Vim and Emacs may still be sweating in caves on mountains somewhere but the war is finished.

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      Started with Vim, went to Emacs, installed evil-mode to get the best of both worlds, and have been using that for the last few years now. Emacs is really a treat.

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        Right, when people say Emacs is a good operating system, but needs a good editor, the editor they’re looking for is Evil. That said, the vanilla Emacs keybindings have been burned into my muscle memory for decades.

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          “Emacs does have a good text editor in it; I’ve just decided not to use it.” – Statements dreamed up by the utterly deranged (including myself)

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          I recently got a hand-me-down Mac after my previous one was stolen and thoroughly destroyed a year ago. I forgot how wonderful it is that all of the standard Emacs key bindings (e.g. C-a = home, C-e = end, etc.) are baked thoroughly into the OS X input handling layer.

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            all of the standard Emacs key bindings

            Interesting definition of “all”. =)

            IMO they implement just enough to be a kind of uncanny valley; it tricks you into thinking you can use your muscle memory, and then every few minutes you try something it doesn’t know about and get the software equivalent of the feeling of stubbing your toe.

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            These shortcuts actually come from a C library that I think predates Emacs called readline. Browse man readline.

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              Emacs predates read line by over a decade. GNU Emacs predates readline by several years. Readline supports both vi and emacs-style editing depending on the contents of .inputrc.

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                This is true. However, Ctrl-e for “end”, ctrl-a for “home”, etc. also pre-date Emacs. They were present in TECO first.

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          I, on the other hand, like the Emacs keystrokes and will continue to be happy Evil exists because the more people use Emacs, the more likely it is that those keystrokes will continue to be available in the context of a good editing environment with a good extension language.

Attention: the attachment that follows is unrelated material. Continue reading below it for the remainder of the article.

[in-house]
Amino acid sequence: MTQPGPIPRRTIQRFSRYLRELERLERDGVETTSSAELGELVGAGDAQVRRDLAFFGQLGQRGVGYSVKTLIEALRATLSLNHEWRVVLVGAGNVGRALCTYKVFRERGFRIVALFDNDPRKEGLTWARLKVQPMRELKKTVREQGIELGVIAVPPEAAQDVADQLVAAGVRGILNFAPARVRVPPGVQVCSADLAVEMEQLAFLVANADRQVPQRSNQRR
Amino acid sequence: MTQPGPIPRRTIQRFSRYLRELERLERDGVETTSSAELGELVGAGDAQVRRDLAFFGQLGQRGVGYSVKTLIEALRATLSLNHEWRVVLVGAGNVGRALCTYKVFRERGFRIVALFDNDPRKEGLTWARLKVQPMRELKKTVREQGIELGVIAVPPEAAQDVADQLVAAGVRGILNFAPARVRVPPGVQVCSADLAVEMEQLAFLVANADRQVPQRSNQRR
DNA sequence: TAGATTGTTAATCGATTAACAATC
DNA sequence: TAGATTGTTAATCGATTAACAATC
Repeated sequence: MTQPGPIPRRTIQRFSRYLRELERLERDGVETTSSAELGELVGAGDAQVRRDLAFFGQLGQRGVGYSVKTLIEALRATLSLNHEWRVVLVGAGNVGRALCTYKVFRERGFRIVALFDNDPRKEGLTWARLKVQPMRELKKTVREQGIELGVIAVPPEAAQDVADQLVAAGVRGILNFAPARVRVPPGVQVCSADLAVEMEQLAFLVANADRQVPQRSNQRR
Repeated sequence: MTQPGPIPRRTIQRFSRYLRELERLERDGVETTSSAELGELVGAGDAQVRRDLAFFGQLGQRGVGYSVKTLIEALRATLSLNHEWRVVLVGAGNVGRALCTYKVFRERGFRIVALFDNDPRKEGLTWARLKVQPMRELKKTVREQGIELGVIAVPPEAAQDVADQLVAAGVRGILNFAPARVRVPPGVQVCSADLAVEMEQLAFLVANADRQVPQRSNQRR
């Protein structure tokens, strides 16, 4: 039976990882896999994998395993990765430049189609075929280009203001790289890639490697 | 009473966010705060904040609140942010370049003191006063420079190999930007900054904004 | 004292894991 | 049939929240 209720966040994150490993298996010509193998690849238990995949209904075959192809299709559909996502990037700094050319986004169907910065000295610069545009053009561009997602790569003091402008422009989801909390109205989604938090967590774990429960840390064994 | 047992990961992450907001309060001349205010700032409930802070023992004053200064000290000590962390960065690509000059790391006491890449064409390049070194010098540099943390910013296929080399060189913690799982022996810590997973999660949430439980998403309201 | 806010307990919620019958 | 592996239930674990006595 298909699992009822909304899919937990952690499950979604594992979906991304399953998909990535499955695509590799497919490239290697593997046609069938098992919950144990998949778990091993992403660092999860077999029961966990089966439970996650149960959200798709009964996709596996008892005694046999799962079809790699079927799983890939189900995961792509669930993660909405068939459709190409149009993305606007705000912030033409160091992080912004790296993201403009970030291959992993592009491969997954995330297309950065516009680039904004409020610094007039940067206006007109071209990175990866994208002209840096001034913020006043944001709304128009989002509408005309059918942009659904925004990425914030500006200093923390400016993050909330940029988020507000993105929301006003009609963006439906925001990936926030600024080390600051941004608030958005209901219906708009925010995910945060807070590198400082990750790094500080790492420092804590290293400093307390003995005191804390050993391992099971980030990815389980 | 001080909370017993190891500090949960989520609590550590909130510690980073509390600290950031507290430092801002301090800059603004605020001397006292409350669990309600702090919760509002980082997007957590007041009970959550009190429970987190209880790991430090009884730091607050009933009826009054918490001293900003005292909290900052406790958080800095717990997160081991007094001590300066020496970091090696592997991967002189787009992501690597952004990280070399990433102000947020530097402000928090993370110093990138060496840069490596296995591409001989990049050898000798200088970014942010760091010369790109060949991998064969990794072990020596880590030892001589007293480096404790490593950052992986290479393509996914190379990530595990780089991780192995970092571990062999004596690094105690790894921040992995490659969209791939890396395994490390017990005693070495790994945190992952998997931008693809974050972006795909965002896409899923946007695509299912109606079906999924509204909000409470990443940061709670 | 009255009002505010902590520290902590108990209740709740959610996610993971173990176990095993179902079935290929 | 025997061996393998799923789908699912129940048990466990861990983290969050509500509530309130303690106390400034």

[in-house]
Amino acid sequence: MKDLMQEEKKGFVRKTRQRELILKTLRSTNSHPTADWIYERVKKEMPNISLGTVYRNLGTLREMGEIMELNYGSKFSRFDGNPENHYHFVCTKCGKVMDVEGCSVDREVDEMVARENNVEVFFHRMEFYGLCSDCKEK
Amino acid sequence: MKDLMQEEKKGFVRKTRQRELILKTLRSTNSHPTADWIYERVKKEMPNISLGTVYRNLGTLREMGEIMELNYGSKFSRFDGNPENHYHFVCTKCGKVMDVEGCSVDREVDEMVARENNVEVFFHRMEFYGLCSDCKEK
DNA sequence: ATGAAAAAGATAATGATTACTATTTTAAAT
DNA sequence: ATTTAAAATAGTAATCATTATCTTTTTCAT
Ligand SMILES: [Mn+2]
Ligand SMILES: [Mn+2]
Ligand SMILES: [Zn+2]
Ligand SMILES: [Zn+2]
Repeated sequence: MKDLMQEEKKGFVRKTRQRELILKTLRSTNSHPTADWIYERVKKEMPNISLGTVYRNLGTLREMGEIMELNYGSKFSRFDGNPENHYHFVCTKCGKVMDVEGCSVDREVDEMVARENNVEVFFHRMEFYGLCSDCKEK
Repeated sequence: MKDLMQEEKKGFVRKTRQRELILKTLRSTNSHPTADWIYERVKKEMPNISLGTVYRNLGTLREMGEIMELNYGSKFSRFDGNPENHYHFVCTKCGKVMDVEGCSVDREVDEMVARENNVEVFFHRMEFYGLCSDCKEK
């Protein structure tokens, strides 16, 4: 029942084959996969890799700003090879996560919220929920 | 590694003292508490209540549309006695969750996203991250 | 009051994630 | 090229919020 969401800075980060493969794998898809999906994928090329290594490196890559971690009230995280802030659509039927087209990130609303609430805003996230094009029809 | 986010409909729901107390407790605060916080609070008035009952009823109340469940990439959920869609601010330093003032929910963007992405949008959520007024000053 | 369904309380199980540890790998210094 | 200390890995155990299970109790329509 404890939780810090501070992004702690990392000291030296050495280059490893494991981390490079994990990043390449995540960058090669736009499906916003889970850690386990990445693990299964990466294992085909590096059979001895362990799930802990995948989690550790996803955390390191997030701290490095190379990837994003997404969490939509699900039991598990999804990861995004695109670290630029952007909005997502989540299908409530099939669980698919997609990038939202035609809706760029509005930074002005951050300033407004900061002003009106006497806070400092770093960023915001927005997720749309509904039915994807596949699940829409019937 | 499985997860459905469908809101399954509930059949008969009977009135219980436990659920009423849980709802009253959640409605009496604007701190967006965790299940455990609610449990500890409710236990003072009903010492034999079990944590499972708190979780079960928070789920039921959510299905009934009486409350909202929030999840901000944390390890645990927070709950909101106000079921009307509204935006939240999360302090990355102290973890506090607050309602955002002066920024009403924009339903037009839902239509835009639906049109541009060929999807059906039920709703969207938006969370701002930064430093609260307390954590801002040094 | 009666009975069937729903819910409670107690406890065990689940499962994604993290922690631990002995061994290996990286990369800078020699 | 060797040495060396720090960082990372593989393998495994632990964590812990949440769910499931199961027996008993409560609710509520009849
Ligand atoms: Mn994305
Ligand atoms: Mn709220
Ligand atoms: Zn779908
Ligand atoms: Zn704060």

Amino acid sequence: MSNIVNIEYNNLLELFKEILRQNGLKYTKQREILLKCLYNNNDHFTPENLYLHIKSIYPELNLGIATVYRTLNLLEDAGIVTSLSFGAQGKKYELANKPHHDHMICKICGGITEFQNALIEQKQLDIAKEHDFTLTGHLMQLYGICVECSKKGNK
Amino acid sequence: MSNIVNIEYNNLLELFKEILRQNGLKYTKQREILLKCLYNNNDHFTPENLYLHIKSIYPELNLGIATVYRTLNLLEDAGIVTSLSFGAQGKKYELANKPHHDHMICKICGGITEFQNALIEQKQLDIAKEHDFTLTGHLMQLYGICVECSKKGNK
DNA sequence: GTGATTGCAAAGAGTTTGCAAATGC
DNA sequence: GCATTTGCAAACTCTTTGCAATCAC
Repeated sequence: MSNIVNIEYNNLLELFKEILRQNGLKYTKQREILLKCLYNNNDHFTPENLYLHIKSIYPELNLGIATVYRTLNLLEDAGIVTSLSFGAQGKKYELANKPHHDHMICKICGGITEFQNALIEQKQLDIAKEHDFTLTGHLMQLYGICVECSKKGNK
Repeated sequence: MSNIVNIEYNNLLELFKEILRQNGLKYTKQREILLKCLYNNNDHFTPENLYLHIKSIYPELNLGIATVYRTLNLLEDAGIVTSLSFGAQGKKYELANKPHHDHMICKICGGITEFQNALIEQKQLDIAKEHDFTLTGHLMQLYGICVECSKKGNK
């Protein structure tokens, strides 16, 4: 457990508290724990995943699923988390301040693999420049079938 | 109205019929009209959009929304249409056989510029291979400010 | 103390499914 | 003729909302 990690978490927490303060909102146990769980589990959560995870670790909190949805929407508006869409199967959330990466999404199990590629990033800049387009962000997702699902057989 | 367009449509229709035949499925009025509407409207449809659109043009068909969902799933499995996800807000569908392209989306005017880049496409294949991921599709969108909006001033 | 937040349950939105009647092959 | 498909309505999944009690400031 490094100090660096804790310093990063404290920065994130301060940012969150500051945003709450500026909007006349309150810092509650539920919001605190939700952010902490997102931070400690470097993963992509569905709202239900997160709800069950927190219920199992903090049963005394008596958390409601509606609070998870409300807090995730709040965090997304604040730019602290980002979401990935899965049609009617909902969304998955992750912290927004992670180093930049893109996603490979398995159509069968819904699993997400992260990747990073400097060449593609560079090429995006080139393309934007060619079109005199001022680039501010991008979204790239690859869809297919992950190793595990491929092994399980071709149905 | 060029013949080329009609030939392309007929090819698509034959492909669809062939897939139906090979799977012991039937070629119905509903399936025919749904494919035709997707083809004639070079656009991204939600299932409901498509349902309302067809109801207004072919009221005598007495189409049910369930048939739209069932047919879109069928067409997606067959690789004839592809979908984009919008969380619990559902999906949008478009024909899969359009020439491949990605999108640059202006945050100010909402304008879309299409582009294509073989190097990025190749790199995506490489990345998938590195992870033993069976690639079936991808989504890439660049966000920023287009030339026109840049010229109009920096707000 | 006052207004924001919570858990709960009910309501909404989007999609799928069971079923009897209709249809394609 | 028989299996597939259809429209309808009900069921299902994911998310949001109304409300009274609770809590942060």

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      I would love to have this in printed book format.

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        I would also love a printed format! FWIW there are also pdf and epub versions of the book.

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          Thanks for these links!

          And that is a pretty PDF as well.

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      I really like this because the “Fundamentals” and “Additional Topics” sections are really well-written and cover a lot of useful things that have, in time, begun to get lost among all the articles about how you can read mail, browse the web, manage your git tree and walk your dog with Emacs.

      In the last year or so I’ve been using VS Code more and more often, in part because that’s what the world is moving to and I have to know it if I’m to walk a mile in an intern’s shoes, but also because my Emacs environment for Rust programming is a little high-maintenance for my taste, at least for now.

      I expected I would miss many of Emacs’ packages. I didn’t, VS Code’s extension marketplace is huge. But much to my surprise I ended up missing editing features. I wasn’t even aware how much I was relying on registers, macros and recursive editing. Not having them is like I’m programming with one hand tied behind my back.

      This is a very interesting read even if you don’t really care about tooling and are just interested in program extendability and/or text editors in general.

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      What’s super interesting is that much of the sentiment expressed in the early bits of the article also applies to modern Neovim now that all of its APIs have been converted to Lua.

      It’s still “turtles all the way down” just a different species :)

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      I prefer Vim.

      Well, these days I prefer Kate.

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      I switched to Emacs from Vim a couple of years ago. To ease the transition I chose spacemacs because it offered evil-mode and had a lot of pretty good settings. However, it’s dog slow, even on a relatively beefy Macbook Pro. I even switched to using the latest version with native-comp, but no dice. Sometimes it even completely hangs when I edit python or go files. Have other people encountered the same issues? How do you fix them?

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        I’ve heard similar complaints from Spacemacs users; Spacemacs brings in so many things that it makes it hard to tell where a specific problem is coming from. Luckily it’s easy to use evil-mode on its own.